Hurricane Floyd: Many lessons learned|Better prepared for future storms

Published 6:16 pm Thursday, September 17, 2009

Staff Writer

Thanks, in part, to lessons learned during and after Hurricane Floyd, Beaufort County is better prepared for a natural disaster than it was in 1999, according to John Pack, county emergency-management coordinator. But, he said, there’s still work to be done.
A new county Emergency Operations Center, used for the first time during last year’s hurricane season, enables emergency-management officials and various others involved in hurricane preparedness and recovery — including law-enforcement and fire officials, utilities workers, the American Red Cross and school representatives, among others — to be housed under one roof, in a permanent setting, during disasters.
Set up at a cost of about $10,000 with mostly volunteer labor and used furniture gleaned from other county offices, the center also includes the latest in electronic technology that allows Pack and other local disaster workers at the center to communicate with state Division of Emergency Management offices via the Internet in real time and monitor state responses to their requests.
The center also houses an alternate 911 call center that would allow all disaster-related calls to be transferred to the center when it is in operation.
An adjacent room provides space for elected officials and news media to monitor emergency-management activities and communicate with local residents.
“This was all a product of Floyd,” Pack said, referring to the control panels, monitors, radios and desks assembled around the room in the emergency-management headquarters on Highland Drive in Washington.
Before the center opened, emergency operations centers were housed in whatever space was available in county buildings that had emergency generators.
Providing a permanent home for such a center gives local officials and volunteer agencies a space to better train to handle disasters, Pack said.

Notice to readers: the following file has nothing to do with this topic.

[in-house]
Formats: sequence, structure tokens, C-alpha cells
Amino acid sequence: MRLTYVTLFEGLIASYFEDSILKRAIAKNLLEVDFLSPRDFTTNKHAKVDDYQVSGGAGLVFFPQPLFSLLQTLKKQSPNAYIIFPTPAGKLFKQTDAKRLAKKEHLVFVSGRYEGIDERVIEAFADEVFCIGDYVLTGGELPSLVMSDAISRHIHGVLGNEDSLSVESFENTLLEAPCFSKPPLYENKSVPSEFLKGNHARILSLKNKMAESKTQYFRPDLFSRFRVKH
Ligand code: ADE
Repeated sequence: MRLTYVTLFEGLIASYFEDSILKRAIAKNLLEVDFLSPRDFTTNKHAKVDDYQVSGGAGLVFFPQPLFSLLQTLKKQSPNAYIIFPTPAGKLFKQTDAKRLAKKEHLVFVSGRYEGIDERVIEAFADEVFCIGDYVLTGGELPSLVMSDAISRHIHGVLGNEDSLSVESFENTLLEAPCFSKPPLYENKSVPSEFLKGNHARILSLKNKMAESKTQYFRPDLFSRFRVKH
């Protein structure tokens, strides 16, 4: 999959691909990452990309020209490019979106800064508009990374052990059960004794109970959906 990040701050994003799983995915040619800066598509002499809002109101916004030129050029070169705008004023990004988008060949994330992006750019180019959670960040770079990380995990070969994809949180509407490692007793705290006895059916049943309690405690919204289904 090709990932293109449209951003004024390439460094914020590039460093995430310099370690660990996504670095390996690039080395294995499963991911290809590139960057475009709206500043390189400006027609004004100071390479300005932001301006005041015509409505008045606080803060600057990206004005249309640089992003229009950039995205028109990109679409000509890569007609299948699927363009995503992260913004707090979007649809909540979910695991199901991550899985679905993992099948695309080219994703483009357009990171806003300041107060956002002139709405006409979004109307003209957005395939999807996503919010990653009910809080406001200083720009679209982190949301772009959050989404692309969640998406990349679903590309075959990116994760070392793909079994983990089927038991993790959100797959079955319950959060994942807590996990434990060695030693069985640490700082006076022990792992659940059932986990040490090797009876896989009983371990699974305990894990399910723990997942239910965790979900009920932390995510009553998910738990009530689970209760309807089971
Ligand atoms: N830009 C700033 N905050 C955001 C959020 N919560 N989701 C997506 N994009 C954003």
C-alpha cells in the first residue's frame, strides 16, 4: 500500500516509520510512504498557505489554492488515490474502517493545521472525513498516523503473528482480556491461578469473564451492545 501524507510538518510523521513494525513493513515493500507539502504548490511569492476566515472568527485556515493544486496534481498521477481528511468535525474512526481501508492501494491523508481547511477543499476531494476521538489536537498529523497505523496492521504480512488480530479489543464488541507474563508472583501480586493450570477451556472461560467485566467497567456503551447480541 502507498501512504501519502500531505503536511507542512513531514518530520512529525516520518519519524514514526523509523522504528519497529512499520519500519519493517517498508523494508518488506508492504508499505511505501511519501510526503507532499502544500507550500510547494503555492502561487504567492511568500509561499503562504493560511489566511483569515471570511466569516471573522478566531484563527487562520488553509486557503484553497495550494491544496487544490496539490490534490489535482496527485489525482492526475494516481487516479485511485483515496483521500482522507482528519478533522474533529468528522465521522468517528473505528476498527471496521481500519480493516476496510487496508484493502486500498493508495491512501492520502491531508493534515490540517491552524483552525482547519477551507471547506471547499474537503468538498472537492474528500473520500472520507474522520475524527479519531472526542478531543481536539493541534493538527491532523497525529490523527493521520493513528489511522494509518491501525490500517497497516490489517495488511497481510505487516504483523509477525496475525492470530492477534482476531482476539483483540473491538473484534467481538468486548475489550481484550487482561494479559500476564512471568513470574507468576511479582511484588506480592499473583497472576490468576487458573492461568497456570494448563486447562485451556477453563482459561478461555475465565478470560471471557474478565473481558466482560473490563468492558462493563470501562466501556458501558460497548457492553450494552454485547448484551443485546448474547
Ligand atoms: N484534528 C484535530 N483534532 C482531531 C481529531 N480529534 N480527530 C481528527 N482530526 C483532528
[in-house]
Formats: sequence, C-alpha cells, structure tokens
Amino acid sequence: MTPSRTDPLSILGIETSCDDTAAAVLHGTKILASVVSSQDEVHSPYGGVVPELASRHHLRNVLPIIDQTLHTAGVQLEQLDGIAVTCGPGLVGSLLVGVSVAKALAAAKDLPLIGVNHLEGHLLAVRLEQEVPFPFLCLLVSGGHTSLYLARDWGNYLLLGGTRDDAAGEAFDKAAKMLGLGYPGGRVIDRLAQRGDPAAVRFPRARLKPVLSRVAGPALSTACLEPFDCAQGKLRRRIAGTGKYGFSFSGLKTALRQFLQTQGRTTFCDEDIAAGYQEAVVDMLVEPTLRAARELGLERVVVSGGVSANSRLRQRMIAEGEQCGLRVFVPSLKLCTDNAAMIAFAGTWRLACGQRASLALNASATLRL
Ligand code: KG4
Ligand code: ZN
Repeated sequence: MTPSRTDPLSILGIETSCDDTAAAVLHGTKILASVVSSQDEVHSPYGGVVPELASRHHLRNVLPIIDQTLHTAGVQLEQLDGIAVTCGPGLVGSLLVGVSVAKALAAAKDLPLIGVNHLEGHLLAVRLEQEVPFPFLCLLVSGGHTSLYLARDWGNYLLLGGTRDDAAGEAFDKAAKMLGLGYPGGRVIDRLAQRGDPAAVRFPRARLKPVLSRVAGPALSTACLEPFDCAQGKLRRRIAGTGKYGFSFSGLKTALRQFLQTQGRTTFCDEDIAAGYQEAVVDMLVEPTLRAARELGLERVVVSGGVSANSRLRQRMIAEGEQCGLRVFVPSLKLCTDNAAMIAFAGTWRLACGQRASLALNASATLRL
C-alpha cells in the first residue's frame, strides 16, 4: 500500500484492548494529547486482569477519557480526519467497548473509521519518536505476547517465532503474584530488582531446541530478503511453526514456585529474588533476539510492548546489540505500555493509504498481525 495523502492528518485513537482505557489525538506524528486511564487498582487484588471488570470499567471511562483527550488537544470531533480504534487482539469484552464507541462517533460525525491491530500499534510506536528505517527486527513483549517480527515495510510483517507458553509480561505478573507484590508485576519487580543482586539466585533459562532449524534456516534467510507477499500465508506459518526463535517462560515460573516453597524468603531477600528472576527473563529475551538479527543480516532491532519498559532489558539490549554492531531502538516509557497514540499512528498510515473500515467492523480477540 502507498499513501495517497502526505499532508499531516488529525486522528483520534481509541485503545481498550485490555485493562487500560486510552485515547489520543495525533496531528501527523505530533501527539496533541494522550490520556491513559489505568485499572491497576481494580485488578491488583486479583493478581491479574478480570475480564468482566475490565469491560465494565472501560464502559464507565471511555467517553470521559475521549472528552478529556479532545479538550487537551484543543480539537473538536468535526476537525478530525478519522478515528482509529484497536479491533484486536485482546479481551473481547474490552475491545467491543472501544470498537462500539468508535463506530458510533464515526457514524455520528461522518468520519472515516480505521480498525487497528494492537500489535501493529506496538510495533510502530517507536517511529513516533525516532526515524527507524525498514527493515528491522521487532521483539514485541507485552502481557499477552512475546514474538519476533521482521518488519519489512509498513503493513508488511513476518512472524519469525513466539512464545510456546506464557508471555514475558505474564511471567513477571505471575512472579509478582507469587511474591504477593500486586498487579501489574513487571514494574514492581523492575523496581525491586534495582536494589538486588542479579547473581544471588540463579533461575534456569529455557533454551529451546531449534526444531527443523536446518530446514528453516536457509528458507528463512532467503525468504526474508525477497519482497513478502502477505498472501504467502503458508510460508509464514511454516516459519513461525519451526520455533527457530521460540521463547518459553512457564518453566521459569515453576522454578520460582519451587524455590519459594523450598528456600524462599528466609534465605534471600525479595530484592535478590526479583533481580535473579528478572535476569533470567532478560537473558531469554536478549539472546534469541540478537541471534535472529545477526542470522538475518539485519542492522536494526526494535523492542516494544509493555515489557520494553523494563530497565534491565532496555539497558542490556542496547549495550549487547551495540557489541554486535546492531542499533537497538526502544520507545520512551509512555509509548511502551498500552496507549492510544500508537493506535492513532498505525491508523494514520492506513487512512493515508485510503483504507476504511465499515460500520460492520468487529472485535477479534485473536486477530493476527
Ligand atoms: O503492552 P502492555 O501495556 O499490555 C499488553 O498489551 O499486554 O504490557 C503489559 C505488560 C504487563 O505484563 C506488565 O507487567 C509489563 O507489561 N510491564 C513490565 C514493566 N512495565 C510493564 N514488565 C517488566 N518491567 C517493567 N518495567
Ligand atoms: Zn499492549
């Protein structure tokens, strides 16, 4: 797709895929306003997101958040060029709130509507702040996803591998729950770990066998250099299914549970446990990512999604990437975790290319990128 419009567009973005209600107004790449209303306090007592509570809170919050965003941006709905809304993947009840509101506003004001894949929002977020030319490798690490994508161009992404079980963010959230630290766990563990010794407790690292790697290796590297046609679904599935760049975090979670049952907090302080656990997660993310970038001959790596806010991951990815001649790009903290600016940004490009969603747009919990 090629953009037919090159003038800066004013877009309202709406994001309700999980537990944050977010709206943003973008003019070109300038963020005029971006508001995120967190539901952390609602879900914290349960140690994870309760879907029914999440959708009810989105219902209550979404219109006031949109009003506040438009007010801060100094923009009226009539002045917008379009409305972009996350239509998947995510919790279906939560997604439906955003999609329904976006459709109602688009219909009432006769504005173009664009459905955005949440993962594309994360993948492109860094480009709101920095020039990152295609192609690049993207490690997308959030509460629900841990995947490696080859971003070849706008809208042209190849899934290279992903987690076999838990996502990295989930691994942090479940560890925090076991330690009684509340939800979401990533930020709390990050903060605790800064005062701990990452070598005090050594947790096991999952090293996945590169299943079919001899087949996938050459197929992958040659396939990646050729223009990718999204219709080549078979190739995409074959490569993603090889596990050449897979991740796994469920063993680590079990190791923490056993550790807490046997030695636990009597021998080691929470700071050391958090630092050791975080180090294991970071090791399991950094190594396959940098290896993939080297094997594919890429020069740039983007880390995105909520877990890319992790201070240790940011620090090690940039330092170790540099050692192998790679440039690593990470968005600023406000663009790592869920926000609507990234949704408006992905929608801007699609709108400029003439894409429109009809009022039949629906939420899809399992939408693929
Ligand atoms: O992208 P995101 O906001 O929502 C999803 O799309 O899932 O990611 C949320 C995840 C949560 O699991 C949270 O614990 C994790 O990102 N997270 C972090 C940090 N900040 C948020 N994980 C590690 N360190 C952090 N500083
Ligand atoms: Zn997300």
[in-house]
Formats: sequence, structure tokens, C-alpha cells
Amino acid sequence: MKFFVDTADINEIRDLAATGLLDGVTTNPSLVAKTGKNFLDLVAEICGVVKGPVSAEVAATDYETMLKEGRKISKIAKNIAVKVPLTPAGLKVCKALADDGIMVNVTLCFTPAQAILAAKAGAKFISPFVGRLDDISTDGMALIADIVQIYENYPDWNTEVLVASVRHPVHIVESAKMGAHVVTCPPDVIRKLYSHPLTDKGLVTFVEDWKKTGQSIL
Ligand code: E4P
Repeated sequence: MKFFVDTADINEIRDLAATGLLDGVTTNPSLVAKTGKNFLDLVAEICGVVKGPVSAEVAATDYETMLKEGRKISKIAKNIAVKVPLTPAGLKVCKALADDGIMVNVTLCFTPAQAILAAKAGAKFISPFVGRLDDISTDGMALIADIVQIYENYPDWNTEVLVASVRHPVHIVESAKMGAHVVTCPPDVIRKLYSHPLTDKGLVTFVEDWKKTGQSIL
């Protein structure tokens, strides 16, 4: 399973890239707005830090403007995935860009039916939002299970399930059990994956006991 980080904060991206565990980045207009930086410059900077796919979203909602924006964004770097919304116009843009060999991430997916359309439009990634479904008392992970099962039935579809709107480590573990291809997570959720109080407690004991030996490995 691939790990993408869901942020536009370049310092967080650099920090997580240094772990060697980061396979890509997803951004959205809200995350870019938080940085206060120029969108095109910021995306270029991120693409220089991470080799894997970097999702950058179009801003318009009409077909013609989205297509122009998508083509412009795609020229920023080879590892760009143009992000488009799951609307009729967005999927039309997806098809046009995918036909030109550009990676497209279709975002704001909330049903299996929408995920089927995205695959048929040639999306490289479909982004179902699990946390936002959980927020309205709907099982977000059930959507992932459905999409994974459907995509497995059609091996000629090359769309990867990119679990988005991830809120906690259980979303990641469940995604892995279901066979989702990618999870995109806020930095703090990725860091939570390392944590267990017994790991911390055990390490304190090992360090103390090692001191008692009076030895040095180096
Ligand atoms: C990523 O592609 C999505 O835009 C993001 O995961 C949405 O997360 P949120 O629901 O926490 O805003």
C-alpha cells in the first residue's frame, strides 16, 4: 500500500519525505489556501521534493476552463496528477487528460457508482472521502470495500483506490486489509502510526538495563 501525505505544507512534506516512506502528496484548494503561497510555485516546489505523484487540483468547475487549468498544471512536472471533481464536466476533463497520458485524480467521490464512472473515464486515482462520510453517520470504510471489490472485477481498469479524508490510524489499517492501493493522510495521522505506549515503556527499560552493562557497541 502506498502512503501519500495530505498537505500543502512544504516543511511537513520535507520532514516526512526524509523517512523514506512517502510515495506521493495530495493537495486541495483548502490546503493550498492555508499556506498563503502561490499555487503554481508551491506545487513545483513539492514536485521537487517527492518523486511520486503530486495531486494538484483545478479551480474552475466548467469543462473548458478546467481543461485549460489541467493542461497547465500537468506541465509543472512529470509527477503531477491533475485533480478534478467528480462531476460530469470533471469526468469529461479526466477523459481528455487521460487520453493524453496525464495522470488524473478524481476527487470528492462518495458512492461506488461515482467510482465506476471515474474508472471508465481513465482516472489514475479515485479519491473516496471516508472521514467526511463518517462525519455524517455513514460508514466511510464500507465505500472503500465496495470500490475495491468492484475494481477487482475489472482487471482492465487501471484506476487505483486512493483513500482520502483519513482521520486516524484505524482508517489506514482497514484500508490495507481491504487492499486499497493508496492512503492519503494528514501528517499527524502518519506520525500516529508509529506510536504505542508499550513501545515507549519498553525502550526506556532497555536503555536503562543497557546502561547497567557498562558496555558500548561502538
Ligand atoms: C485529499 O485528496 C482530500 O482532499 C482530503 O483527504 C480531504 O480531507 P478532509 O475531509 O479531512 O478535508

The building, as it now stands, probably will withstand a hurricane of up to a Category 3 intensity, he said. To strengthen it further, Pack hopes to be able to replace its wooden, flat roof in the near future.
The Emergency Operations Center is just the most visible of emergency-management preparation and response resources in Beaufort County that have improved since Hurricane Floyd.
“Before Floyd, North Carolina had never faced a major urban flood,” Pack said. “Since then, we have known that we have to prepare for something as bad as Floyd.”
Since Floyd, Beaufort County has improved much of the equipment needed to respond to disasters. Using funds provided by the Department of Homeland Security, the county now owns an alternate command center that can be taken to another part of the county so emergency managers can work there, if needed. The county also owns an emergency generator that can be used at a shelter or other building that needs it following a storm. The county has purchased surplus military equipment that would allow emergency managers to travel through high water, Pack said.
Also since Floyd, substantial strides have been made in disaster planning and in cooperation among coastal and state agencies that respond to disasters.
While coastal North Carolina had hurricane-evacuation routes and a general outline of an evacuation plan before Floyd, it did not have a comprehensive coastal evacuation plan. Today, that plan now includes detailed information such as the time it takes to evacuate specific cities and counties. And funding is in place to update that plan regularly.
Emergency managers also have detailed, standardized checklists to help them prepare for an advancing storm and better coordinate activities after a storm passes, Pack said.
“We have strong mutual aide agreements now with the other counties in our area which, before Floyd, were hit or miss,” Pack said.
And, since Floyd, people in Beaufort County have become more aware of the need to prepare for hurricanes and other disasters.
Pack said he has helped several local churches and homeowners associations develop disaster plans and telephone trees to help their members prepare. And emergency planners are helping re-establish a local volunteer ham-radio network that could aid in communications if telephone systems fail during a storm.
But despite improvements, Pack said, people in Beaufort County need to remain vigilant and develop their own hurricane and disaster-preparedness plans because, in the event of a major hurricane, electricity could be off for days in some areas of the county, water and sewer services could be affected and food supplies could be cut off.
He hopes that attention to the 10th anniversary of Hurricane Floyd will spur people to prepare.
“In Beaufort County, we’ve been spoiled in recent years. That’s the biggest thing we have to fight,” he said. “There are a significant number of people living here now who have never been through a major hurricane.
“We are better prepared than we were before Floyd, but we’ll never be prepared for the big one.”